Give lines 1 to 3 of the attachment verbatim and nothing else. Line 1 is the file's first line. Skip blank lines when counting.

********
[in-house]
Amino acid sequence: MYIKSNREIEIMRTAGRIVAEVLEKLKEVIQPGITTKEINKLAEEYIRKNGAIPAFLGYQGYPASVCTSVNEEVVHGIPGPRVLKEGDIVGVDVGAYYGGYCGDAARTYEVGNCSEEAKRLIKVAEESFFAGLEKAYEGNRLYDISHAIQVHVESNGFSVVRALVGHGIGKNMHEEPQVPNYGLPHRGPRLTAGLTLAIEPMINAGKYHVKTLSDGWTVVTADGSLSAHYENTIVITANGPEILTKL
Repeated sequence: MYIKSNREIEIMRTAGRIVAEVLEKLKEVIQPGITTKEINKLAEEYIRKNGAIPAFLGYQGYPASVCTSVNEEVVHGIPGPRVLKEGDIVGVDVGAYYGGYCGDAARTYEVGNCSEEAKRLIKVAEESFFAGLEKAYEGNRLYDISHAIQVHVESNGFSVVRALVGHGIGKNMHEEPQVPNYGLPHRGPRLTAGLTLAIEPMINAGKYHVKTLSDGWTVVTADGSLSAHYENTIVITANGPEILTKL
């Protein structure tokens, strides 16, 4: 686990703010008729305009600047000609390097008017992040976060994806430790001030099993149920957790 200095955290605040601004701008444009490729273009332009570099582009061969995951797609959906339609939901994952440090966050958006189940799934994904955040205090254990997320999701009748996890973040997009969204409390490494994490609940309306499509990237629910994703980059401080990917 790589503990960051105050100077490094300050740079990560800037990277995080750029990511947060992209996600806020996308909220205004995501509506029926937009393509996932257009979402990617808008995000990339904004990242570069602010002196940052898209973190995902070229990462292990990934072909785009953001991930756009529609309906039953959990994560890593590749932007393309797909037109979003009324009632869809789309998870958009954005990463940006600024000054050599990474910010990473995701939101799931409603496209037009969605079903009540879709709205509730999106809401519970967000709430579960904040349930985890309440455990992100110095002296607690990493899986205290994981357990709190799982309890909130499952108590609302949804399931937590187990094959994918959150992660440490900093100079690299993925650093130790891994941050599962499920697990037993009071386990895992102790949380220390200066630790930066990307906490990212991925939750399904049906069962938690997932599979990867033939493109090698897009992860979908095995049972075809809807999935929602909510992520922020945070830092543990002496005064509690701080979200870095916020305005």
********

[in-house]
Amino acid sequence: MYIKSNREIEIMRTAGRIVAEVLEKLKEVIQPGITTKEINKLAEEYIRKNGAIPAFLGYQGYPASVCTSVNEEVVHGIPGPRVLKEGDIVGVDVGAYYGGYCGDAARTYEVGNCSEEAKRLIKVAEESFFAGLEKAYEGNRLYDISHAIQVHVESNGFSVVRALVGHGIGKNMHEEPQVPNYGLPHRGPRLTAGLTLAIEPMINAGKYHVKTLSDGWTVVTADGSLSAHYENTIVITANGPEILTKL
Repeated sequence: MYIKSNREIEIMRTAGRIVAEVLEKLKEVIQPGITTKEINKLAEEYIRKNGAIPAFLGYQGYPASVCTSVNEEVVHGIPGPRVLKEGDIVGVDVGAYYGGYCGDAARTYEVGNCSEEAKRLIKVAEESFFAGLEKAYEGNRLYDISHAIQVHVESNGFSVVRALVGHGIGKNMHEEPQVPNYGLPHRGPRLTAGLTLAIEPMINAGKYHVKTLSDGWTVVTADGSLSAHYENTIVITANGPEILTKL